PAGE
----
i ♥ roku

I am absolutely gaga over Roku. This was exactly the missing piece we needed. And it all started with getting rid of Rogers cable.

In February, I asked for help with my movie-season problem. We had been getting special treatment from Zip, but once that ended, Zip became useless again. I knew there had to be a better way. It's the 21st Century, for crissakes. Why can't we get on-demand baseball, movies, and whatever else we want to watch? First world problems? Absolutely! But that's where I live.

In the past, no suggestions really worked for us. We couldn't get rid of cable TV, because we needed it to watch baseball. We couldn't watch baseball online, because we had a cap on our bandwidth usage. (And because of our work schedules, we had to subscribe to baseball through cable and internet!) I didn't want to watch movies via Netflix only on computer. I didn't want to buy a gaming system just to watch movies. Nothing was quite right.

And then, everything came together.

M@ started it all by identifying the root of the problem: the first step was to get rid of Rogers and their ridiculous bandwidth cap. Switching to TekSavvy was fast and easy. We save money, we get more, and suddenly... we have choices.

Next, we bought two Roku devices, one for each TV. Allan drove to Buffalo to make sure we were set up for the baseball season, but they may now be shipping to Canada.

Next, Roku began to support Netflix Canada.

And next, Netflix Canada has hugely improved since I first checked it out. It has even improved in the last two weeks, growing by leaps and bounds.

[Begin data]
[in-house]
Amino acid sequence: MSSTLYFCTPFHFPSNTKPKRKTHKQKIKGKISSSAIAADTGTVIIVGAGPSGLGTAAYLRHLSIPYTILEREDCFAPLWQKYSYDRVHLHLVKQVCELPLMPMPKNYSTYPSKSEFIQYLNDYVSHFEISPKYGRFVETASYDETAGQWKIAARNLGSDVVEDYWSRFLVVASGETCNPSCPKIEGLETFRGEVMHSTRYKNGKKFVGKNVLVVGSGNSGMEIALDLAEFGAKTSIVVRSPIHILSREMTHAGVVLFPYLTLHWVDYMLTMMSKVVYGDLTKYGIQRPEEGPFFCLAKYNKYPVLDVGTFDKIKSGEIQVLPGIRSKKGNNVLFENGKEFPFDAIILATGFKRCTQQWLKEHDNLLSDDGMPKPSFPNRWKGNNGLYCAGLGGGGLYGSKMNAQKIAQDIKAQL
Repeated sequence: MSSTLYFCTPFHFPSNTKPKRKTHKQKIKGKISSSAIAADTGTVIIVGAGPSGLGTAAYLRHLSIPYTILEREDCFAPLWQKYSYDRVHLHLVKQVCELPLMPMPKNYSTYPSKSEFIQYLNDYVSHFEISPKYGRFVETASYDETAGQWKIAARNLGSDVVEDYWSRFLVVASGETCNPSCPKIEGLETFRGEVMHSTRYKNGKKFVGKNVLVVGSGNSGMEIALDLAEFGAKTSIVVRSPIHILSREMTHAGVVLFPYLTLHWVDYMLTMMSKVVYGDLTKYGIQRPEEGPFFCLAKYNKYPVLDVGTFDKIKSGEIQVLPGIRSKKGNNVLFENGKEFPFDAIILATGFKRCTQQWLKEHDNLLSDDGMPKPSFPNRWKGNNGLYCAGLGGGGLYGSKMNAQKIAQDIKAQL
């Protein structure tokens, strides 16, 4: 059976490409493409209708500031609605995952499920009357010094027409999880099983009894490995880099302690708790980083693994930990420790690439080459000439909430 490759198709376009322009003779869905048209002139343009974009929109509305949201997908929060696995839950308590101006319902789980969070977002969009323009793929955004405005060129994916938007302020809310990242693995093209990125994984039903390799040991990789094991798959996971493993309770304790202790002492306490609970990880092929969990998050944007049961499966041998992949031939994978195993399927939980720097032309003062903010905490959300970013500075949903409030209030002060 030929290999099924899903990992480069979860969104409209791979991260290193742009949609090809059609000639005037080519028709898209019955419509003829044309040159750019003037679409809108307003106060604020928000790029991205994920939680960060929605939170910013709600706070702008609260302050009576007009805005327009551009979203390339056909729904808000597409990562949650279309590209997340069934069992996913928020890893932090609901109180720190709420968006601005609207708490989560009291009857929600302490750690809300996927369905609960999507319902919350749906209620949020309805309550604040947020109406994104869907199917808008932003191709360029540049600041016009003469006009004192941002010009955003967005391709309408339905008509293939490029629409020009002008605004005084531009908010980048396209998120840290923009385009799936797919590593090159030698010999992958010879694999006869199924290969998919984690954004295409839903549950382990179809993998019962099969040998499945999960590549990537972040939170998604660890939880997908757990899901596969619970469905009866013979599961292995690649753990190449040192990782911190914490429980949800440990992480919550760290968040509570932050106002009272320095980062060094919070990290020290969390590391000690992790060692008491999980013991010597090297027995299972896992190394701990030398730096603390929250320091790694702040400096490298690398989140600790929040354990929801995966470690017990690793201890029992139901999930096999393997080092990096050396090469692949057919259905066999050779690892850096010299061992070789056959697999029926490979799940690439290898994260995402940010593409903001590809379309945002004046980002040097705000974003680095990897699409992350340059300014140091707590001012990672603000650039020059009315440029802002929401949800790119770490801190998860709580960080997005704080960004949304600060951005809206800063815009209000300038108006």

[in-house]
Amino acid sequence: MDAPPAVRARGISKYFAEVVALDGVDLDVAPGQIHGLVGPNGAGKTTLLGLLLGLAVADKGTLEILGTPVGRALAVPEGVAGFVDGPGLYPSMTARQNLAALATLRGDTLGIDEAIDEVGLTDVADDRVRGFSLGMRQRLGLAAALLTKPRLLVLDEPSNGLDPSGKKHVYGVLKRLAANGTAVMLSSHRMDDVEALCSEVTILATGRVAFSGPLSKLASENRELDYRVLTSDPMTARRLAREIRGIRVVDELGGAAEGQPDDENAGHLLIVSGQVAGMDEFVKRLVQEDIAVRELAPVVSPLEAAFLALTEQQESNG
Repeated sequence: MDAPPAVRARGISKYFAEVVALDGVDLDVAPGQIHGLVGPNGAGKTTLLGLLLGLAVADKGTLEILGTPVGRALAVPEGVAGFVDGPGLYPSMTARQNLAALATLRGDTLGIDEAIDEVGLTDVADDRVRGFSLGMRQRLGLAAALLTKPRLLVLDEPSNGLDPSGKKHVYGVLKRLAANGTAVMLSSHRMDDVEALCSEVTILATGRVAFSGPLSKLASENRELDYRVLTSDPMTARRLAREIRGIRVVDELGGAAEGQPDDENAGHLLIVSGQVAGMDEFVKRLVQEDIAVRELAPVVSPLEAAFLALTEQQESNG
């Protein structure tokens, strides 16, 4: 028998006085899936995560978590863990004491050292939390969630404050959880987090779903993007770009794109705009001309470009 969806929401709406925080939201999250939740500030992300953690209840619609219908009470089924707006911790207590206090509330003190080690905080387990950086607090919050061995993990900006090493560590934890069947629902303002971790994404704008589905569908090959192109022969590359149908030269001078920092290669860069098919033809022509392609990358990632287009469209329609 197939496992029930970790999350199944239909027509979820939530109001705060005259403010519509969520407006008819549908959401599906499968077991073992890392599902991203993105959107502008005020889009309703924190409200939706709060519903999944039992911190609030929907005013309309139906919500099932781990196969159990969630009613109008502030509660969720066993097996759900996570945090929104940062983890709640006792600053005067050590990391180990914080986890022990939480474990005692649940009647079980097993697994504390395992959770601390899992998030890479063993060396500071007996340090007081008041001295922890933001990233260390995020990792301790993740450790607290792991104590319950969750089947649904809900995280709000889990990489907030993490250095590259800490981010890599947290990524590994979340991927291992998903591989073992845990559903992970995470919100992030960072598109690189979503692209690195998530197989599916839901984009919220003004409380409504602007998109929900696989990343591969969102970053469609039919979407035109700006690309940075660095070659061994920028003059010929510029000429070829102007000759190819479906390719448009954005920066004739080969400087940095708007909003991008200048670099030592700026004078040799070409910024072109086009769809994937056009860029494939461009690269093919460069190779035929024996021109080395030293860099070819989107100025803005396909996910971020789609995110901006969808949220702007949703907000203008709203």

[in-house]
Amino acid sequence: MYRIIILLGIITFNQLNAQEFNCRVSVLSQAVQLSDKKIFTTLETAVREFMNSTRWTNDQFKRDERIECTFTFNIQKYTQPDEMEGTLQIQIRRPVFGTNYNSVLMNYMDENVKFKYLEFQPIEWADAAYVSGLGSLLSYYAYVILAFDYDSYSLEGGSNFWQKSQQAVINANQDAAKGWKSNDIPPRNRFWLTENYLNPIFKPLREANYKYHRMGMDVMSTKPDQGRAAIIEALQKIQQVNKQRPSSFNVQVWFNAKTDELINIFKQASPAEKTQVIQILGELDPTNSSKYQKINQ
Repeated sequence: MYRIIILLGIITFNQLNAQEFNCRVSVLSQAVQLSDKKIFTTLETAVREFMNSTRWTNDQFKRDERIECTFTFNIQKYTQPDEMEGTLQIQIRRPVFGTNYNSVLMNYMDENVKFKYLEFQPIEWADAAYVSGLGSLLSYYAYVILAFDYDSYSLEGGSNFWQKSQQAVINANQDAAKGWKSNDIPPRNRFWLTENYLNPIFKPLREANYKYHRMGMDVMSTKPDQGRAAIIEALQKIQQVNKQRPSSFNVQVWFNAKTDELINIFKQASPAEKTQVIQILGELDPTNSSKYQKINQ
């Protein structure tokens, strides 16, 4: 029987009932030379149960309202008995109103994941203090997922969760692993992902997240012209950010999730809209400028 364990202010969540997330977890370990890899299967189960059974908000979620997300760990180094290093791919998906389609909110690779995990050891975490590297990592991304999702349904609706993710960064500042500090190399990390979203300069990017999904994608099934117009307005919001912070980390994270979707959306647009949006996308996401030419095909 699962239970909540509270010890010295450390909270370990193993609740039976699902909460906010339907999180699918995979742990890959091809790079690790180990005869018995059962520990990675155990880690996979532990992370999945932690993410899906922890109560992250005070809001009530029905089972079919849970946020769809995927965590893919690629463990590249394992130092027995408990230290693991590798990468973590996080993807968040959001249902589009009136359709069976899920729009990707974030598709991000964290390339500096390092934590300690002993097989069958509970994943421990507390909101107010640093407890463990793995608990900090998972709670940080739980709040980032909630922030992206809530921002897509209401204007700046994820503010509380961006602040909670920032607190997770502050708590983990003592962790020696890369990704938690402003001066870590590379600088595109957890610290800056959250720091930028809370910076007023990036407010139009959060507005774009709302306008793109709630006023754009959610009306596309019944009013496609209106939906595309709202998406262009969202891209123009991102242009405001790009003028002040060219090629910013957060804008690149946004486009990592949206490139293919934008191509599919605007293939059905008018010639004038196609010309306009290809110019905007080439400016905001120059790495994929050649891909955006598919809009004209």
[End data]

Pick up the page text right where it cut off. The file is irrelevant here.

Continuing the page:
I thought that getting rid of cable would be slightly inconvenient, but I'd adjust. That's because I didn't know what awaited me through streaming, via Roku.

Baseball without commercials! (At least the ones between innings.)

Movies! And lots of them. No more waiting to see what we receive in the mail - but without having to watch on a computer, or having to hook up a computer to the TV.

And not just movies. The small amount of TV I care about is suddenly now available on demand. Without commercials.

And to complete the picture, if someone wanted to get around Canadian copyright restrictions - speaking hypothetically, of course - that someone could set up a VPN to access Amazon Instant Video. And then that purely hypothetical someone would have access to a full range of media, all streaming through the little marvel that is Roku.

If you haven't seen one yet, Roku is a little black box - 3.3-inches square and just under an inch tall - that plugs into your TV. Configuring it takes five minutes, max. You can't even really call it configuring; it just picks up your wireless, and you're ready to go. In keeping with Roku's keep-it-simple approach, even the remote is minimalist.

You choose what apps to load, some free and some for purchase. It supports MLB, NHL, NBA, and MLS games, Netflix, Hulu Plus, Crackle, Amazon Instant Video, and a bunch of other options.

From the earliest days of Netflix DVDs-by-mail and cable Pay-Per-View, I used to wonder when we'd be able to watch any movie or any TV show, anytime we wanted, in our own homes. I just moved one giant step closer to that.

It's completely ridiculous to be this happy over a device. I heart Roku!

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